The characters in Coco worry about it. They sing about it. They say it over and over again until you shout at the screen, We get it! They come into conflict over being forgotten!!1
One would assume then that an analysis of this Best Animated Feature for 2018 would turn up Memories as a critical inflection point for conflict within the narrative.
The Dramatica theory of story identifies two crucial Storypoints within a Throughline: the Throughline’s Concern and the Throughline’s Benchmark. Both Storypoints interconnect in a holistic and balanced relationship unlike any other two Storypoints within a narrative.
The more the Benchmark appears, the higher the Concern. The less, or weaker the Benchmark looks, the level of tension within the Concern drops appropriately.
In Coco, Memories—or being forgotten—functions as a Benchmark, not as a Concern.
Hector (Gael Garcia Bernal) fulfills the role of the Influence Character in Coco. While he spends a considerable amount of time focusing on his fear of being forgotten, it is the level to which everyone ignores him—or disregards him—that is indeed the source of conflict within his Throughline (Influence Character Concern of
Conscious and Influence Character Benchmark of
Likewise, Miguel—as the player holding the perspective of the Main Character Throughline—struggles with his version of remembering. In this case, those memories find storytelling in the shared family history and rejection of all things musical (Main Character Benchmark of
But the Past is not where Miguel finds conflict.
Miguel can’t help but be attracted to something he shows a natural talent for and takes on without first asking his family (Main Character Issue of
Attraction and Main Character Problem of
Proaction). His battle is the here and now, his struggle is being trapped in the figurative and literal land of the Dead when he wants to live through his music (Main Character Concern of
One grows as a result of an alternate perspective with somewhat similar inequities. Hector’s feared disregard resonates with Miguel’s fears of being disregarded and rejected by the family. Hector’s attitude and fear of judgment show Miguel the way through his problems (Influence Character Throughline of
Mind and Influence Character Problem of
The key to Coco’s success lies in the dysfunctional relationship between Hector and Miguel (Relationship Story Throughline of
Psychology). The subtle manipulations and use of each other in satisfying their objectives resonate against the plot-oriented storytelling of family guilt and yearly memorial services (Relationship Story Issue of
Deficiency and Overall Story Issue of
Preconditions). The Relationship Story Throughline balances out the Overall Story Throughline the same way the Influence Character balances out the Main Character Throughline.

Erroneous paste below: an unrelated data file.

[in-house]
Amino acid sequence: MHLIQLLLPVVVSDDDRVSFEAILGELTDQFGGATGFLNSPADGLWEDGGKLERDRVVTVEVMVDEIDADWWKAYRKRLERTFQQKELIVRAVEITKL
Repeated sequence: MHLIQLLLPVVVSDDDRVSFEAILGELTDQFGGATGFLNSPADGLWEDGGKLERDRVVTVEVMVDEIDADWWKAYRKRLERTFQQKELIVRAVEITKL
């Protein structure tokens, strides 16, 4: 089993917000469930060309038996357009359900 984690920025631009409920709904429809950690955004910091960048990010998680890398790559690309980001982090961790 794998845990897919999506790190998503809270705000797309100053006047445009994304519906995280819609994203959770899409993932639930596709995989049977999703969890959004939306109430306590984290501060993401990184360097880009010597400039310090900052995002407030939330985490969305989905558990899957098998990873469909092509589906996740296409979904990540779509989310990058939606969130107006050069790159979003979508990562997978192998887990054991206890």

The certainty of shared history and expected levels of behavior within a family serves as an excellent counter-balance to the judgments and criticism that fuel the story’s central plot (Relationship Story Problem of
Certainty and Overall Story Problem of
Evaluation). The promise of their newfound family dynamic propels them across the bridge and into a position where the entire family re-examines their misconceptions (Relationship Story Solution of
Potentiality and Overall Story Solution of
Miguel and Hector return home just in time to play one last time for Grandma Coco (Story Limit of
Optionlock and Story Driver of
Action). While he flirts with giving up on his dream, Miguel’s steadfastness and refusal to give into over-reaction grant his family the opportunity to find out what their matriarch thinks of Hector’s music (Main Character Resolve of
Steadfast and Story Outcome of
More importantly—and closer to the heart—this adherence to his point-of-view is just the thing the family needs to rethink their opinion of Hector. And for Hector to reconsider his low opinion of himself (Influence Character Resolve of
Changed and Influence Character Solution of
Miguel’s steadfastness and Hector’s paradigm shift proves to be beneficial for the entire family (Story Judgment of
Good) and provides the kind of significant meaning Audiences expect from a story.
Coco’s sound and functional narrative account for much of the film’s success. The attribution of key challenging perspectives to its principal characters, enrapturing them into an emotional and fulfilling relationship, and balancing this all against a plot integrated with their thematic explorations elevates Coco beyond all others.
In short, a film long remembered.
Note, this may be a result of the regularly repeated viewings of the film over and over again in my house. In fact, it’s on right now! ↩︎